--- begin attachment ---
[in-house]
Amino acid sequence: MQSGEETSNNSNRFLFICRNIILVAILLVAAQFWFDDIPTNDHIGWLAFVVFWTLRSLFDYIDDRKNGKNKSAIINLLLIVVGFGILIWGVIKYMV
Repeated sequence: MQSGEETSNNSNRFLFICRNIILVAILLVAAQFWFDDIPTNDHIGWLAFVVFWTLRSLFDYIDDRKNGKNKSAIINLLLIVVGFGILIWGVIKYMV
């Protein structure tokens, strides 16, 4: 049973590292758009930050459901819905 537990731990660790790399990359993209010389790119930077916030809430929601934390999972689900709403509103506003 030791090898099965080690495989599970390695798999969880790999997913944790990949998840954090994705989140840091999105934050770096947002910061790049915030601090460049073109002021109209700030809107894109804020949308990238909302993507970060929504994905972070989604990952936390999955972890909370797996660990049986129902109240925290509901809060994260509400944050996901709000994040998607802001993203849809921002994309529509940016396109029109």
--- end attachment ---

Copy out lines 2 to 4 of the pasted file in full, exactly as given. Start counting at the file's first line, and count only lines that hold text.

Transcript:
Amino acid sequence: MQSGEETSNNSNRFLFICRNIILVAILLVAAQFWFDDIPTNDHIGWLAFVVFWTLRSLFDYIDDRKNGKNKSAIINLLLIVVGFGILIWGVIKYMV
Repeated sequence: MQSGEETSNNSNRFLFICRNIILVAILLVAAQFWFDDIPTNDHIGWLAFVVFWTLRSLFDYIDDRKNGKNKSAIINLLLIVVGFGILIWGVIKYMV
């Protein structure tokens, strides 16, 4: 049973590292758009930050459901819905 537990731990660790790399990359993209010389790119930077916030809430929601934390999972689900709403509103506003 030791090898099965080690495989599970390695798999969880790999997913944790990949998840954090994705989140840091999105934050770096947002910061790049915030601090460049073109002021109209700030809107894109804020949308990238909302993507970060929504994905972070989604990952936390999955972890909370797996660990049986129902109240925290509901809060994260509400944050996901709000994040998607802001993203849809921002994309529509940016396109029109």